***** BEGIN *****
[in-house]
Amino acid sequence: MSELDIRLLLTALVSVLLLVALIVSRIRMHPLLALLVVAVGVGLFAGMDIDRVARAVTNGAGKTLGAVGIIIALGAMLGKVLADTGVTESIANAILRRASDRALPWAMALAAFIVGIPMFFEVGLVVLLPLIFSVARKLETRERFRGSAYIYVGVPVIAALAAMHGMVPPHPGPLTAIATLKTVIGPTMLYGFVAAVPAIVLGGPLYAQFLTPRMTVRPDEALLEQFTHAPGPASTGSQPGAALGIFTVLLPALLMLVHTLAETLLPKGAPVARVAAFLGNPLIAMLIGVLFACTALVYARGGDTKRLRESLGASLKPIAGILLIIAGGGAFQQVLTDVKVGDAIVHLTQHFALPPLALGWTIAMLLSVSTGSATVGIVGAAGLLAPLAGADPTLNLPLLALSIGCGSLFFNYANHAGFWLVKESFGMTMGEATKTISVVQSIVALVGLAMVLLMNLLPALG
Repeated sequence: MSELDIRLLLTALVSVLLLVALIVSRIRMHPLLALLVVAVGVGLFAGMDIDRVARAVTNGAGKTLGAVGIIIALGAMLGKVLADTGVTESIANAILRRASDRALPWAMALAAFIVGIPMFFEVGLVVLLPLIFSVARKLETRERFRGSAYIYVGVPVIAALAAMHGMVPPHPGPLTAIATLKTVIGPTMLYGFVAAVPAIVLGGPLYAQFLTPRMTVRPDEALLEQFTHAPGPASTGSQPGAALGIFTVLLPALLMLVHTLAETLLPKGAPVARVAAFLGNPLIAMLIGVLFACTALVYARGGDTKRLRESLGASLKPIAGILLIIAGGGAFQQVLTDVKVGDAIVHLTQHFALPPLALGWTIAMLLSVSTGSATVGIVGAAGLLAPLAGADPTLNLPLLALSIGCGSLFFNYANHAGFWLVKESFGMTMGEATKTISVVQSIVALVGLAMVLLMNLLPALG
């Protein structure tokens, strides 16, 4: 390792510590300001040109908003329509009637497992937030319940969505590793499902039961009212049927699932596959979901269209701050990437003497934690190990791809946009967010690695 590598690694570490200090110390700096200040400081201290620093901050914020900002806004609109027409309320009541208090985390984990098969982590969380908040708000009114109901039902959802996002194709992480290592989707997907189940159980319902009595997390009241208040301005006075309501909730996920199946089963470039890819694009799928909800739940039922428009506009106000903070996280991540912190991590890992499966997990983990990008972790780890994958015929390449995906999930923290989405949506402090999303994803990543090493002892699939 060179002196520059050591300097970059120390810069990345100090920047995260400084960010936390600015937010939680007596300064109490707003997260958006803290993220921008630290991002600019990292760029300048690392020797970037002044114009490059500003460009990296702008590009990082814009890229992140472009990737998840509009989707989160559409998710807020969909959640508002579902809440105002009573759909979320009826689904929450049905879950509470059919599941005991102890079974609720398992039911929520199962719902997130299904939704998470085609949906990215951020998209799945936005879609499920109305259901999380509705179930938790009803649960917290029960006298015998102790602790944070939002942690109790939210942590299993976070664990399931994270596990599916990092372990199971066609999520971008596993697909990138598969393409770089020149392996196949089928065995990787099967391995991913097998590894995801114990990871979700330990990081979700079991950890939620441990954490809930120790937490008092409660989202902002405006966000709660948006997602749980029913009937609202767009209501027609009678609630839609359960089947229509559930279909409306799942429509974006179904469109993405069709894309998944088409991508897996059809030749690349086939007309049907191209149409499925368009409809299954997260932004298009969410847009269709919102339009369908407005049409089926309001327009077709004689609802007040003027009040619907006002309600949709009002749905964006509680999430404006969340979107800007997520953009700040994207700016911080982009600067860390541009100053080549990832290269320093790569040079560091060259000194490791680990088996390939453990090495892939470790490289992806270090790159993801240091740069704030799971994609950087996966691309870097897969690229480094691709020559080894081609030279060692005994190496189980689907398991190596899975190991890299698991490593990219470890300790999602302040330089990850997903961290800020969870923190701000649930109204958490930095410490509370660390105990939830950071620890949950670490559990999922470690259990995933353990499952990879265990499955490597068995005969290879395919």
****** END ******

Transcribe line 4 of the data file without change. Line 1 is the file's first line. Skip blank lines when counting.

């Protein structure tokens, strides 16, 4: 390792510590300001040109908003329509009637497992937030319940969505590793499902039961009212049927699932596959979901269209701050990437003497934690190990791809946009967010690695 590598690694570490200090110390700096200040400081201290620093901050914020900002806004609109027409309320009541208090985390984990098969982590969380908040708000009114109901039902959802996002194709992480290592989707997907189940159980319902009595997390009241208040301005006075309501909730996920199946089963470039890819694009799928909800739940039922428009506009106000903070996280991540912190991590890992499966997990983990990008972790780890994958015929390449995906999930923290989405949506402090999303994803990543090493002892699939 060179002196520059050591300097970059120390810069990345100090920047995260400084960010936390600015937010939680007596300064109490707003997260958006803290993220921008630290991002600019990292760029300048690392020797970037002044114009490059500003460009990296702008590009990082814009890229992140472009990737998840509009989707989160559409998710807020969909959640508002579902809440105002009573759909979320009826689904929450049905879950509470059919599941005991102890079974609720398992039911929520199962719902997130299904939704998470085609949906990215951020998209799945936005879609499920109305259901999380509705179930938790009803649960917290029960006298015998102790602790944070939002942690109790939210942590299993976070664990399931994270596990599916990092372990199971066609999520971008596993697909990138598969393409770089020149392996196949089928065995990787099967391995991913097998590894995801114990990871979700330990990081979700079991950890939620441990954490809930120790937490008092409660989202902002405006966000709660948006997602749980029913009937609202767009209501027609009678609630839609359960089947229509559930279909409306799942429509974006179904469109993405069709894309998944088409991508897996059809030749690349086939007309049907191209149409499925368009409809299954997260932004298009969410847009269709919102339009369908407005049409089926309001327009077709004689609802007040003027009040619907006002309600949709009002749905964006509680999430404006969340979107800007997520953009700040994207700016911080982009600067860390541009100053080549990832290269320093790569040079560091060259000194490791680990088996390939453990090495892939470790490289992806270090790159993801240091740069704030799971994609950087996966691309870097897969690229480094691709020559080894081609030279060692005994190496189980689907398991190596899975190991890299698991490593990219470890300790999602302040330089990850997903961290800020969870923190701000649930109204958490930095410490509370660390105990939830950071620890949950670490559990999922470690259990995933353990499952990879265990499955490597068995005969290879395919």